So I’ve been trying to spread the word about Pedal on Parliament, including getting some of our flyers out to whereever cyclists hang out around here. Today, it being a niceish day – adjusted for our new weather realities – I decided to go on a bit of a departure from my well-worn groove between here and the papershop and here and Bigtown and strike off across country to the local mountain biking place where there was a cafe and bike hire centre and then onwards to a cafe and farm shop popular with the CTC* crowd. Someone on Facebook had suggested a nifty shortcut through the forest which avoided an unpleasant stretch of A road and so I set off with a song in my heart and a sandwich and stash of leaflets in my panniers.
Top tip for leaflet distributors: don’t accept route advice (or sweeties) from strangers.
Nifty shortcut turned out to involve not just a bastard big hill (which, in fairness, I had been warned about) but a road recently resurfaced with masses of loose gravel. I love my bike dearly, but neither it, nor I, are equipped for going uphill (or stopping downhill) on a surface of pointy rocks. However, I plugged up with a mixture of pedalling and pushing, rode down like a wuss on my brakes, found the extremely welcome ‘shortcut to cafe’ sign and pressed on, visions of coffee and tray bakes dancing in my head.
Second top tip for leaflet distributors: check on the internet whether the place you’re going to is open before setting off.
Still nothing daunted, and glad I’d had the foresight to pack a sandwich, I consulted the map for a route that avoided the Bastard Big Gravelly Hill, and found I had a choice between an even bigger Bastard Big Hill, or to go on the A road which avoided the worst climb, but which in the event was probably more unpleasant being both fast and narrow enough that when the cars decided to pass me when there was something coming the other way, there wasn’t much room for any wobbling and you just had to trust that the person behind you was neither homicidal nor had forgotten they were towing a trailer (that said, the closest pass I got all day – close enough that if the passenger’s window had been open I could probably have reached in and picked the driver’s pocket – was on a narrow back road where the driver of an ancient campervan decided that hanging on for another 30 seconds until I got to a farm gate where there would be room to pass was 30 seconds TOO LONG and he HAD TO PASS THE CYCLIST NOW. This was especially galling as he then got held up on the way down the hill by an oncoming van and, had I not been worried about my hat coming off in a stiffish headwind, I could have caught him up and explained to him the error of his ways. In retrospect it’s probably good I didn’t)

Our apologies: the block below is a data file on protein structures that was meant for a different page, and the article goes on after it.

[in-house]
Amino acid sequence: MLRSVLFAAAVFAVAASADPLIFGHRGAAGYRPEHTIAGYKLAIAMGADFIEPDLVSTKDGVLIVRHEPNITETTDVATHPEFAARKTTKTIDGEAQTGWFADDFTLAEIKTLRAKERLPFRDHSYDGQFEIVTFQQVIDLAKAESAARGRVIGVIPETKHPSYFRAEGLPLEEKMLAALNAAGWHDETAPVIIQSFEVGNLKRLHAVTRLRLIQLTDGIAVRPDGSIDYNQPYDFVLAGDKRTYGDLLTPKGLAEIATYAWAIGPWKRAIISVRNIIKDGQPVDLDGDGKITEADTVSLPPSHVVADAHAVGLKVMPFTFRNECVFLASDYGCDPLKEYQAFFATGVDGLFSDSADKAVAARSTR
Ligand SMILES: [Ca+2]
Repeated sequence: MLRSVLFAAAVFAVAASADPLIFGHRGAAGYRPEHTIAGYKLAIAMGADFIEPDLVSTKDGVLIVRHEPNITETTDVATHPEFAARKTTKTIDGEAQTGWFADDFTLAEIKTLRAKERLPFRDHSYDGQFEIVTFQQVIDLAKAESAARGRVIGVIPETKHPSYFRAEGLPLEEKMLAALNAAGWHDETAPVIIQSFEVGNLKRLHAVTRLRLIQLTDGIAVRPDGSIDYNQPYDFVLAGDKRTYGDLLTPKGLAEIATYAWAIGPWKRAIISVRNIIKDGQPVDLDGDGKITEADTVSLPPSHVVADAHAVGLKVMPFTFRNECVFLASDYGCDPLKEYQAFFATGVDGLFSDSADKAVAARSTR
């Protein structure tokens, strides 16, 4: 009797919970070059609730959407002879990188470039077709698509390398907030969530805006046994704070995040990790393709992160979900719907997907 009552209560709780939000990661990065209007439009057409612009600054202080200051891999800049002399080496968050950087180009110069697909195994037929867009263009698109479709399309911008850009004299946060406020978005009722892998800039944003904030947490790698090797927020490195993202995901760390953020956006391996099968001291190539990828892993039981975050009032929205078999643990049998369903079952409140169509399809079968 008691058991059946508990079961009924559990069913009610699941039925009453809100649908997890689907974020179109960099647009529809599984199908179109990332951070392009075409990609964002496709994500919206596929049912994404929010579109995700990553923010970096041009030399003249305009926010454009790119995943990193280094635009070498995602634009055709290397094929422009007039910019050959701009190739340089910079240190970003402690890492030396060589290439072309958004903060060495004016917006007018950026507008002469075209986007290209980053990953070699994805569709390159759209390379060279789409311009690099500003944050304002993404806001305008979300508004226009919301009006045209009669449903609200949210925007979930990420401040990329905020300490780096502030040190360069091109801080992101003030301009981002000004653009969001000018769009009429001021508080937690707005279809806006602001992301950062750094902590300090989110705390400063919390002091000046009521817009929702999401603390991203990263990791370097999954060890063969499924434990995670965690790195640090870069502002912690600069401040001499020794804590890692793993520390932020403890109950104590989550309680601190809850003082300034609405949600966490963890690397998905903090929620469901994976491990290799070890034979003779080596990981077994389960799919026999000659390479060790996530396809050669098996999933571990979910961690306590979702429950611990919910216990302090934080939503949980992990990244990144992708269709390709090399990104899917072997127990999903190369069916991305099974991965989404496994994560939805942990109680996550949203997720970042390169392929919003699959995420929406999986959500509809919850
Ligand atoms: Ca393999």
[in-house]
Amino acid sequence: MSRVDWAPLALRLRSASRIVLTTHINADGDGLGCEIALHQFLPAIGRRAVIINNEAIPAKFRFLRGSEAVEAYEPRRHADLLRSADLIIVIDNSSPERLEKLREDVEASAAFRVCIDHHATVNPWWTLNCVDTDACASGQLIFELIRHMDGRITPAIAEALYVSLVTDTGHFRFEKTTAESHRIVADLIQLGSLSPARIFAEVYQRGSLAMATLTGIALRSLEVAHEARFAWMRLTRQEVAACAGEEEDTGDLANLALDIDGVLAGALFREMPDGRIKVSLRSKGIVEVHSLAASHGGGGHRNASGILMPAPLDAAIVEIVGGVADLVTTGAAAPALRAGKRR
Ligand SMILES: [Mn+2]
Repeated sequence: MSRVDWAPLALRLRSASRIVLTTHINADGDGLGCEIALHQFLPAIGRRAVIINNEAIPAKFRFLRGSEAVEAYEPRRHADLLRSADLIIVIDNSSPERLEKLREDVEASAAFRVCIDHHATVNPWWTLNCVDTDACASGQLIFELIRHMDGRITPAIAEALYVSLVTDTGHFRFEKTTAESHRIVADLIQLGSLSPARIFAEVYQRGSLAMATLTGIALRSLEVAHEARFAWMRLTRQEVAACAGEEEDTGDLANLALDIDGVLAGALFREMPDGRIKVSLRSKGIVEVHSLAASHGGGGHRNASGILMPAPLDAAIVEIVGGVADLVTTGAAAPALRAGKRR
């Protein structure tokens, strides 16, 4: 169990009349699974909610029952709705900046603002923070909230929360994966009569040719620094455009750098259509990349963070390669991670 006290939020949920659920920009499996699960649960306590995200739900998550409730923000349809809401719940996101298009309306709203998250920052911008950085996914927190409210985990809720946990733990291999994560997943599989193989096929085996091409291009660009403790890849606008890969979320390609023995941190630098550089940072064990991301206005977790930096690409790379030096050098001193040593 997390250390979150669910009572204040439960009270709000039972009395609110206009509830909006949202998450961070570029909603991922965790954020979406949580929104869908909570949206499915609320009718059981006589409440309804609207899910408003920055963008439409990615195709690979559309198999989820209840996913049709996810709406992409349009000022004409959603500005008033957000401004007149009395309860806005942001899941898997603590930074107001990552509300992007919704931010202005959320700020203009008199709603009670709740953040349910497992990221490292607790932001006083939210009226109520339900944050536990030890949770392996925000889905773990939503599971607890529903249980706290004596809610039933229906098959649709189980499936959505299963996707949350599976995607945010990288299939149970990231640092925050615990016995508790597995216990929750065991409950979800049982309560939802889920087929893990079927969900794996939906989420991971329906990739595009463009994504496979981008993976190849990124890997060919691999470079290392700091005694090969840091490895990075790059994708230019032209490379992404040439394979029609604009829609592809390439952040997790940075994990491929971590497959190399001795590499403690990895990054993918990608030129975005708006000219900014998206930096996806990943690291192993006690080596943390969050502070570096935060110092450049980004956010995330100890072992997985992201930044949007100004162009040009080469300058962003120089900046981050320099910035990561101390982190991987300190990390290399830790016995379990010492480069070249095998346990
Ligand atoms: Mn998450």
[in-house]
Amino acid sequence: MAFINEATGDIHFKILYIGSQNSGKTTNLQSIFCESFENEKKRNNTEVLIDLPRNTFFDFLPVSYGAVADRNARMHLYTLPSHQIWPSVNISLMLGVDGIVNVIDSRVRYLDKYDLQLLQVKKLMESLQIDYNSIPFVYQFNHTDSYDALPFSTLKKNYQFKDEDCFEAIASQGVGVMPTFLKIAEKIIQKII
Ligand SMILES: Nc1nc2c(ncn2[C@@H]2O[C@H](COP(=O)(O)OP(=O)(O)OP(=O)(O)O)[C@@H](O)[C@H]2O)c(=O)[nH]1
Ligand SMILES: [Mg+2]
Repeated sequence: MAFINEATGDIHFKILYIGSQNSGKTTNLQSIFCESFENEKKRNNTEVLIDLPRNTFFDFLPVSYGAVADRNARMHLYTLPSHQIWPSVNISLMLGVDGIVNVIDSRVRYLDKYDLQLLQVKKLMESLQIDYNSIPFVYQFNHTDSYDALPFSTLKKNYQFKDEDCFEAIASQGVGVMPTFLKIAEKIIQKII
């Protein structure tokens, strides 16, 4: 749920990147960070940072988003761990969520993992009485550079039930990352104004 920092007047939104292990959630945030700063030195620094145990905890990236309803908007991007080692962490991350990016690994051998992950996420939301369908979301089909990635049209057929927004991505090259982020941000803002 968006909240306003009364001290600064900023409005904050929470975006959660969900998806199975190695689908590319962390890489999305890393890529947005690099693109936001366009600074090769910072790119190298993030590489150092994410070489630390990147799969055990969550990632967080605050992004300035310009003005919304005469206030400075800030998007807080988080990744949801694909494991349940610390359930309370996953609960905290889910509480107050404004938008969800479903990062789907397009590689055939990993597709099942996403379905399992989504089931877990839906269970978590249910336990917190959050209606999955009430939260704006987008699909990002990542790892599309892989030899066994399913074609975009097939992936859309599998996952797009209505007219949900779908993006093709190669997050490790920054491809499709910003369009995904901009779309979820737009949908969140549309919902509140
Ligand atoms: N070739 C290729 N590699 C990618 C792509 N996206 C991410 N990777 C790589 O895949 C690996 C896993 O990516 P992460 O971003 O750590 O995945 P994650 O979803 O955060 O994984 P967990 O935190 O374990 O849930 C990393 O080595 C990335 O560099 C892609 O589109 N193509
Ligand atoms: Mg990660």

Fortunately the second place was open and happy to take my flyers (and who wouldn’t be, they’ve got a PANDA on them. And a BABY PANDA. On a BROMPTON) and I set off for home with legs that now felt as if someone had filled my boots with lead. It turns out that riding my regular flattish 11 or 16 miles here and there day after day does nothing to prepare you for an epic day of going up and down unneccessary hills in a permanent headwind, even if the total miles ridden wasn’t much more than I’d do in total on a poorly planned day. And that’s why there are no pictures – I very quickly reached the stage where if I stopped pedalling I wasn’t sure I’d be able to start again
Still, it was good to get off the beaten track for a change. And it was a useful reminder (at least the A road bit) just why it’s so important that we get some proper cycling infrastructure in Scotland so that we don’t have to choose between Bastard Big Hills on back roads and being half blown off the bike by the wake from a speeding timber lorry on the main ones. Oh, and if the Scottish Government wanted to invest in one of these … I can suggest a few places where they can put it.